Dykstra: My New Playing Field - TheStreet

There are winning players and there are losing players -- you can throw out all the ones in between.

Throughout my career, I always gave everything I had and put my heart and soul into the game so that I would be a winning player. I wouldn't accept anything less of myself. And to be honest, I've never done things any other way -- I go full speed all the time.

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I love baseball and have respect for the way it is supposed to be played. I never chatted with players on the other team before or during games -- they were the enemy. We were playing for real money and they were my competition. Maybe that's why I was the most hated player in the National League for so many years.

However, more than anything, I tried to be smart by knowing my opponents and knowing the game inside and out. To succeed, you need to know the ground rules and then try to get every possible advantage within those rules. A lot of those advantages can come from simply doing your homework, reading scouting reports and picking up on little trends.

Off the field, I had to learn the hard way -- by taking a hit in the wallet -- before I really got the motivation to learn the rules of my new playing field: the stock market. I gave my broker $2 million to invest for my retirement. The next thing I knew, most of that money was gone. I had just $400,000 left. I was angry and couldn't believe my money disappeared. So I took one year to learn as much as I could about the market and then went at it.

In past columns I talked about the benefits of picking deep-in-the-money option calls and how with them you gain exposure to the best companies in the world at a fraction of the price of the common stock. I also have written columns about what metrics I look at when making a pick and how I interpret those numbers.

However, I often get questions about how I got started. So, I will take you through the first step in my process today. It's pretty simple. I establish a universe of stocks that I am interested in. Currently, I have somewhere around 100 companies that I look at.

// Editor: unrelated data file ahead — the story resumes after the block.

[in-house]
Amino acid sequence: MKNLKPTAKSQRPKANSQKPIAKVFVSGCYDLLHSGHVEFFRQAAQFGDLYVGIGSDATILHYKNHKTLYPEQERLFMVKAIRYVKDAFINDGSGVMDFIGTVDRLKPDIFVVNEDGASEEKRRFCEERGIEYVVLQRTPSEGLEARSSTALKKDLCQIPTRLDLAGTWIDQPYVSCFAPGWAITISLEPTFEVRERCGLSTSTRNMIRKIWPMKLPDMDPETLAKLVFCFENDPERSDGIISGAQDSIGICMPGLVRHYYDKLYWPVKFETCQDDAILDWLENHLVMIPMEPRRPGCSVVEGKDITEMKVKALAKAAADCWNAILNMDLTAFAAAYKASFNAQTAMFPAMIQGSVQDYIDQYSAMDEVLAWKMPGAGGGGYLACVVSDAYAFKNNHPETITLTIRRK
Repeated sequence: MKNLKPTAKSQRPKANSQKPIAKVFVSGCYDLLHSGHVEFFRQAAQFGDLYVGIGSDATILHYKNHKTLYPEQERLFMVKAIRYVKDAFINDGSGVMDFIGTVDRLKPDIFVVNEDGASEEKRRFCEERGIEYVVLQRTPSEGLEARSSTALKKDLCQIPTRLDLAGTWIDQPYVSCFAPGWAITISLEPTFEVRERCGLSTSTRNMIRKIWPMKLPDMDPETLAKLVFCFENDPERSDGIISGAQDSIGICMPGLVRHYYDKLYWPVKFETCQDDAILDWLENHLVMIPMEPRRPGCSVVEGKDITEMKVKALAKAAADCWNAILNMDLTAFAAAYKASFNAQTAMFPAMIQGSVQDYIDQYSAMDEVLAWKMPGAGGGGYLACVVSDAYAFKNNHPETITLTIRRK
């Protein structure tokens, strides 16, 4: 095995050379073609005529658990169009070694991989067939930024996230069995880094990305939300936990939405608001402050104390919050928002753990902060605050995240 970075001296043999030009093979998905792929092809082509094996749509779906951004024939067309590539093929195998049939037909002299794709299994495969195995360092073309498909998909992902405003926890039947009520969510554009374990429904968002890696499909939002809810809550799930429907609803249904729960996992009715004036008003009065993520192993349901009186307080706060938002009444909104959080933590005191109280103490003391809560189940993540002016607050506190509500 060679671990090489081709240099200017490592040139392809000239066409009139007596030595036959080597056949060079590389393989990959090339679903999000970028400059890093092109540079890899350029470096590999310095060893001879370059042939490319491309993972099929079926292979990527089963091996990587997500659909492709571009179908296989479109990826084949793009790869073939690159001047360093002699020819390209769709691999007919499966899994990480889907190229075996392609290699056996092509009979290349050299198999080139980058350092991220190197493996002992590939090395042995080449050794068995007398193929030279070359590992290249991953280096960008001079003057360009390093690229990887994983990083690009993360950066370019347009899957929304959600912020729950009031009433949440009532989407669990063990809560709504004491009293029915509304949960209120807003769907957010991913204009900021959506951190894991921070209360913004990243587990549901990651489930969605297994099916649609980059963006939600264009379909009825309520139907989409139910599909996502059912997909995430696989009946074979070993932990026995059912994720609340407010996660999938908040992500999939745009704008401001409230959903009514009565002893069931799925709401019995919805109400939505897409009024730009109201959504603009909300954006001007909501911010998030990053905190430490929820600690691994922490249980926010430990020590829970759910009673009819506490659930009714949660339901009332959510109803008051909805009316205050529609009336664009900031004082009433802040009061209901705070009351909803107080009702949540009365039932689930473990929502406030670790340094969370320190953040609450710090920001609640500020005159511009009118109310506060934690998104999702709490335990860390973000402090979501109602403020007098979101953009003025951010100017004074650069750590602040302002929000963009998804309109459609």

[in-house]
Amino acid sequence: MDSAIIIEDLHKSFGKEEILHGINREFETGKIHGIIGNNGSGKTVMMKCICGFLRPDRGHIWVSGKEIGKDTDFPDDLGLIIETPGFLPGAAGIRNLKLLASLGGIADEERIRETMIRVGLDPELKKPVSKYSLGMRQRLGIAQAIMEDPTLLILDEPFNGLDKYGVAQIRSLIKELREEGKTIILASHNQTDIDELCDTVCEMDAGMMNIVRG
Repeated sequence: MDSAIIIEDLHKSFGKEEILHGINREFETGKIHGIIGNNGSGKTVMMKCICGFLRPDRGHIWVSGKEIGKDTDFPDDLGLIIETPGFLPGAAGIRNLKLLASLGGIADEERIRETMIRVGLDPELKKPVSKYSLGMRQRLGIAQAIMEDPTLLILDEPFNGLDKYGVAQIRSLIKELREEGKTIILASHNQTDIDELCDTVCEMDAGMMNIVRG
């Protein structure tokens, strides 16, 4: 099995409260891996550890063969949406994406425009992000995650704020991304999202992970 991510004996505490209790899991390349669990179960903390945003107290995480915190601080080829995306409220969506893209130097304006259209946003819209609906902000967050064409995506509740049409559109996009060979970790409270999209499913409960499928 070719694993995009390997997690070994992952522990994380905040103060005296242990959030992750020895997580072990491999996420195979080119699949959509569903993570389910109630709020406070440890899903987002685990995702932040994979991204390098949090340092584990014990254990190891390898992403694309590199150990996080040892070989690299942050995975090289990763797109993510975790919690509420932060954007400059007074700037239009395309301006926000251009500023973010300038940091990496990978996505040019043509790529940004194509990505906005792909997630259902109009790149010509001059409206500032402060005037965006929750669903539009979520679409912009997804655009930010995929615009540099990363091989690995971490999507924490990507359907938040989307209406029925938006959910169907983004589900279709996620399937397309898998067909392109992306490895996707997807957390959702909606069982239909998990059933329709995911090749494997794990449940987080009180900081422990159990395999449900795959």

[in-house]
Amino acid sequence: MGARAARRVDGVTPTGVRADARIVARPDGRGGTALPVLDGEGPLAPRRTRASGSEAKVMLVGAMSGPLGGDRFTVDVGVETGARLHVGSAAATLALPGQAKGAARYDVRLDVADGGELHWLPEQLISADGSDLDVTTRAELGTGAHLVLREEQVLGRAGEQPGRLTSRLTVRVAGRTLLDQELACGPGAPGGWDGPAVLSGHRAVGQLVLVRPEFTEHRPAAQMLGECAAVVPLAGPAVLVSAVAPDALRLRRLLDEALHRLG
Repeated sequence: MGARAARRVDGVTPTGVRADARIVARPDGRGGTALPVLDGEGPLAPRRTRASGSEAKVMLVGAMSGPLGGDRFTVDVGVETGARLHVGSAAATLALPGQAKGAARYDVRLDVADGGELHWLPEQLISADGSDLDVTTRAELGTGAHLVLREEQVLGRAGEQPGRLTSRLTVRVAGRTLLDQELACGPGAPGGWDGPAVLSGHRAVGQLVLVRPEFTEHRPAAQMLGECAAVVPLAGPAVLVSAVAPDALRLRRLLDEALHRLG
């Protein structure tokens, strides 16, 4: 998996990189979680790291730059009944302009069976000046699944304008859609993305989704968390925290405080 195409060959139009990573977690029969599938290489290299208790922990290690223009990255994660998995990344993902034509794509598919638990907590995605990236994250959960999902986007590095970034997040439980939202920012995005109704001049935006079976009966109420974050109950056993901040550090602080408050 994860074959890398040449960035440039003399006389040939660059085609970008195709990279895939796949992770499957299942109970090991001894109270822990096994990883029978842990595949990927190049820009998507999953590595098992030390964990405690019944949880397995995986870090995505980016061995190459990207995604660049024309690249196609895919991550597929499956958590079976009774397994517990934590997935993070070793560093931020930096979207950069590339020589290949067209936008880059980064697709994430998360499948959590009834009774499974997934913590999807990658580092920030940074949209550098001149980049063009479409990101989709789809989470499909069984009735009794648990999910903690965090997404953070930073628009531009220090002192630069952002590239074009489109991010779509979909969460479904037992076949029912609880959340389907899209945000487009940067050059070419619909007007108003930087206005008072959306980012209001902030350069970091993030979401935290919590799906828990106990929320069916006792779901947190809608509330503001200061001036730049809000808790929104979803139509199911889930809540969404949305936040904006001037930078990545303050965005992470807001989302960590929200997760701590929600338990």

There are stocks in all different sectors, including

Texas Instruments

(TXN) - Get Report

,

United Technologies

,

Sigma Designs

(SIGM)

,

Coca-Cola

(KO) - Get Report

,

Morgan Stanley

(MS) - Get Report

,

Citigroup

(C) - Get Report

),

Frontier Oil

( FTO),

Eli Lilly

(LLY) - Get Report

,

3M

(MMM) - Get Report

,

Yahoo!

(YHOO)

,

Schering-Plough

( SGP) and

Nvidia

(NVDA) - Get Report

, just to name a few. I try to pick companies that are good solid companies. When I see a new stock I am interested in, I add it to my list.

Once the stock is on my list, I watch it every day. I try to find trends and see how the overall market and its sector impact the performance of the stock. I also try to see when the operators on Wall Street make a mistake and undervalue the stock. Getting started is not hard.

You can find any number of places online to track some of the basic metrics of all the stocks in your universe.

As for when it's time to pounce,

check out my newsletter Nails on the Numbers

. You get three exclusive picks each week.

Remember: Life's a journey, enjoy the ride!

At the time of publication, Dykstra had no positions in stocks mentioned.

Nicknamed 'Nails' for his tough style of play, Lenny is a former Major League Baseball player for the 1986 World Champions, New York Mets and the 1993 National League Champions, Philadelphia Phillies. A three time All-Star as a ballplayer, Lenny now serves as president for several privately held businesses in Southern California. He is the founder of The Players Club; it has been his desire to give back to the sport that gave him early successes in life by teaching athletes how to invest and protect their incomes. He currently manages his own portfolio and writes an investment strategy column for TheStreet.com, and is featured regularly on CNBC and other cable news shows. Lenny was selected as OverTime Magazine's 2006-2007 "Entrepreneur of the Year."